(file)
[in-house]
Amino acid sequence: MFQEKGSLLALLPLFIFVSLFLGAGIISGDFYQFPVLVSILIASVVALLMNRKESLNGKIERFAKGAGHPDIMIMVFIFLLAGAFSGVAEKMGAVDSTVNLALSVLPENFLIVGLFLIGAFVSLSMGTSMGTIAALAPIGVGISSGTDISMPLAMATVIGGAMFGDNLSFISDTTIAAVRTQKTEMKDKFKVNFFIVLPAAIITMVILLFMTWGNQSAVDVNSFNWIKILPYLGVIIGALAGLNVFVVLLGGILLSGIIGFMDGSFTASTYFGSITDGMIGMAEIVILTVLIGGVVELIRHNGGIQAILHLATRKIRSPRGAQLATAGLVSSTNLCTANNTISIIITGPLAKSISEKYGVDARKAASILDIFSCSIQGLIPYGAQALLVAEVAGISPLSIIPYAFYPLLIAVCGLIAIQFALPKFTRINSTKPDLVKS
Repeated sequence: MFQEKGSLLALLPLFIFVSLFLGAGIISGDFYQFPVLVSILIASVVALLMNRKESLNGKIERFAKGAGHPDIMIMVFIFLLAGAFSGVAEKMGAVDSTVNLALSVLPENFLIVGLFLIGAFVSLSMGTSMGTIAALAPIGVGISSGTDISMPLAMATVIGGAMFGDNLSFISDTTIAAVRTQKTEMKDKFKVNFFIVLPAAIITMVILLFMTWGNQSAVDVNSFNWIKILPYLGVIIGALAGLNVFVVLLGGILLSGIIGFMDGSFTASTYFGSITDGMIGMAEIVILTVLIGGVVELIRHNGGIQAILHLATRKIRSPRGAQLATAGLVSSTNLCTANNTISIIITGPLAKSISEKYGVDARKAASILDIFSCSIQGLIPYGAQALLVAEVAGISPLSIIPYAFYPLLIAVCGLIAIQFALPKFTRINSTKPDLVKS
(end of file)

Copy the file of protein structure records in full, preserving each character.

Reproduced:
[in-house]
Amino acid sequence: MFQEKGSLLALLPLFIFVSLFLGAGIISGDFYQFPVLVSILIASVVALLMNRKESLNGKIERFAKGAGHPDIMIMVFIFLLAGAFSGVAEKMGAVDSTVNLALSVLPENFLIVGLFLIGAFVSLSMGTSMGTIAALAPIGVGISSGTDISMPLAMATVIGGAMFGDNLSFISDTTIAAVRTQKTEMKDKFKVNFFIVLPAAIITMVILLFMTWGNQSAVDVNSFNWIKILPYLGVIIGALAGLNVFVVLLGGILLSGIIGFMDGSFTASTYFGSITDGMIGMAEIVILTVLIGGVVELIRHNGGIQAILHLATRKIRSPRGAQLATAGLVSSTNLCTANNTISIIITGPLAKSISEKYGVDARKAASILDIFSCSIQGLIPYGAQALLVAEVAGISPLSIIPYAFYPLLIAVCGLIAIQFALPKFTRINSTKPDLVKS
Repeated sequence: MFQEKGSLLALLPLFIFVSLFLGAGIISGDFYQFPVLVSILIASVVALLMNRKESLNGKIERFAKGAGHPDIMIMVFIFLLAGAFSGVAEKMGAVDSTVNLALSVLPENFLIVGLFLIGAFVSLSMGTSMGTIAALAPIGVGISSGTDISMPLAMATVIGGAMFGDNLSFISDTTIAAVRTQKTEMKDKFKVNFFIVLPAAIITMVILLFMTWGNQSAVDVNSFNWIKILPYLGVIIGALAGLNVFVVLLGGILLSGIIGFMDGSFTASTYFGSITDGMIGMAEIVILTVLIGGVVELIRHNGGIQAILHLATRKIRSPRGAQLATAGLVSSTNLCTANNTISIIITGPLAKSISEKYGVDARKAASILDIFSCSIQGLIPYGAQALLVAEVAGISPLSIIPYAFYPLLIAVCGLIAIQFALPKFTRINSTKPDLVKS